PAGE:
(Tik’s recommended reading: “Are We Smart Enough to Know How Smart Animals Are?” by Frans De Waal)
4. Be in a Frame of Mind to Learn
My younger brother Jordan is passionate about teaching kids the way I’m passionate about teaching horses. There are so many similarities in the problems we both deal with. He’ll go to a school program and say, ‘there is so much teaching going on but not very much learning.’ When I get a lot of the kind of horses more difficult to train, I’ll say, ‘how can I put this horse in a situation to learn?’ People want to get on the horse and just train it, but sometimes the first several months isn’t about teaching anything. I had a mare who was always dealing with anxiety and I had to find a way to reset it and get her in the frame of mind to learn.
“People put their own dreams on their horses.”
There is a good book about teachers called “Work Hard, Be Nice” by Jay Mathews. It talks about how passionate people are with teaching. It’s the same thing you’re doing with horses — inspiration and learning. If you could sum up training in two parts, it would be motivation and communication. People think the harder thing is communication and people are always talking about how that is the difficult part of animal training, whether it’s horses or seals or elephants or kids, but often the more difficult part of the equation is motivation. Usually kids do well in school not because they are smarter but because they are more motivated. It’s the same with horses. Put them in a frame of mind where they can understand the communication and be motivated by it.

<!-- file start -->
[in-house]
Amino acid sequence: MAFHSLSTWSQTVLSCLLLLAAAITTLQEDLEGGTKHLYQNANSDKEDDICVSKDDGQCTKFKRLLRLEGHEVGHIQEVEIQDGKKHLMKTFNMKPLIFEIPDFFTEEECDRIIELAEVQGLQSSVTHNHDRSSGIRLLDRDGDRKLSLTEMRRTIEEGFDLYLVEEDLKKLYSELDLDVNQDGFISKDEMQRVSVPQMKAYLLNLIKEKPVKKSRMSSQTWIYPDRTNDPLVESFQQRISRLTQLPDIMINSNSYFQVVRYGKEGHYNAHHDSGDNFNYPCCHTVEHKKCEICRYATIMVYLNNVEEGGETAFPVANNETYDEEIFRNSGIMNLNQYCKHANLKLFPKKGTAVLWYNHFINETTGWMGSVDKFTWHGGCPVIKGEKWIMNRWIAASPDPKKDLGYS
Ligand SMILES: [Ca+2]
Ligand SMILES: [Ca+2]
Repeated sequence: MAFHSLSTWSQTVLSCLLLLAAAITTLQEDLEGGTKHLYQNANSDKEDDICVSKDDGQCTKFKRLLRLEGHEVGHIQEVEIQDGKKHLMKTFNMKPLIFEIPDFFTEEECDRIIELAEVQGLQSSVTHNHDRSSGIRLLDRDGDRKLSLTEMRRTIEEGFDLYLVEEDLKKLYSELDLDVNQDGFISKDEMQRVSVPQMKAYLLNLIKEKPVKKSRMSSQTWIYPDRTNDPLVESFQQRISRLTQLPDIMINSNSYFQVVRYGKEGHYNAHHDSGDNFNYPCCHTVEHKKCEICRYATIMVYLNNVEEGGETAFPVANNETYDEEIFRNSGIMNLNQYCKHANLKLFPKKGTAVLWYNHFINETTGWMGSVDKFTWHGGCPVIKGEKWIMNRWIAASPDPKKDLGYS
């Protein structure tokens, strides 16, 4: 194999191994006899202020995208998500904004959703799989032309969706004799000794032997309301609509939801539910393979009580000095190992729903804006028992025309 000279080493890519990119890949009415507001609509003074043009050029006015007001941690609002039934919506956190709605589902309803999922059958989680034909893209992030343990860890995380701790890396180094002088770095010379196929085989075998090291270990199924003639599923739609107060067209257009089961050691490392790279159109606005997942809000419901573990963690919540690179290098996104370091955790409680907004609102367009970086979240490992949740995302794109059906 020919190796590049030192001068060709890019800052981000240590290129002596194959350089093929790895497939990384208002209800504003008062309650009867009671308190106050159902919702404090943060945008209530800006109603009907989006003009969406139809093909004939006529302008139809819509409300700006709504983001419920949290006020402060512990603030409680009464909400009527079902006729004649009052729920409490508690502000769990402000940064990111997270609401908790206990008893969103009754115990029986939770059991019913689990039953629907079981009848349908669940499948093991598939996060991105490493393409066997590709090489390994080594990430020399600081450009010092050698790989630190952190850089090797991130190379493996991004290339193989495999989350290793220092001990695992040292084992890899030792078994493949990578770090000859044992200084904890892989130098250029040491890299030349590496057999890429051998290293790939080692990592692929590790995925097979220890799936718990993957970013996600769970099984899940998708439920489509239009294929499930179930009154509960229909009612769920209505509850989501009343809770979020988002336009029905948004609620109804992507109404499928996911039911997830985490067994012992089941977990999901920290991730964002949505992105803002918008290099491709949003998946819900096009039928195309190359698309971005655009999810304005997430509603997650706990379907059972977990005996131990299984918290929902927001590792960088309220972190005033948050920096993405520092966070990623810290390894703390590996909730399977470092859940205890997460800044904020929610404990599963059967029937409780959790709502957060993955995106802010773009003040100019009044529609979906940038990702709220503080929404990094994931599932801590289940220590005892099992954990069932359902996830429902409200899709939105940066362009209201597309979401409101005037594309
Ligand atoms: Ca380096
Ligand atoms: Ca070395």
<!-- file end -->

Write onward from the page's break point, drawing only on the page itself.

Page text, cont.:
(Tik’s recommended reading: “The Faraway Horses” by Buck Brannaman)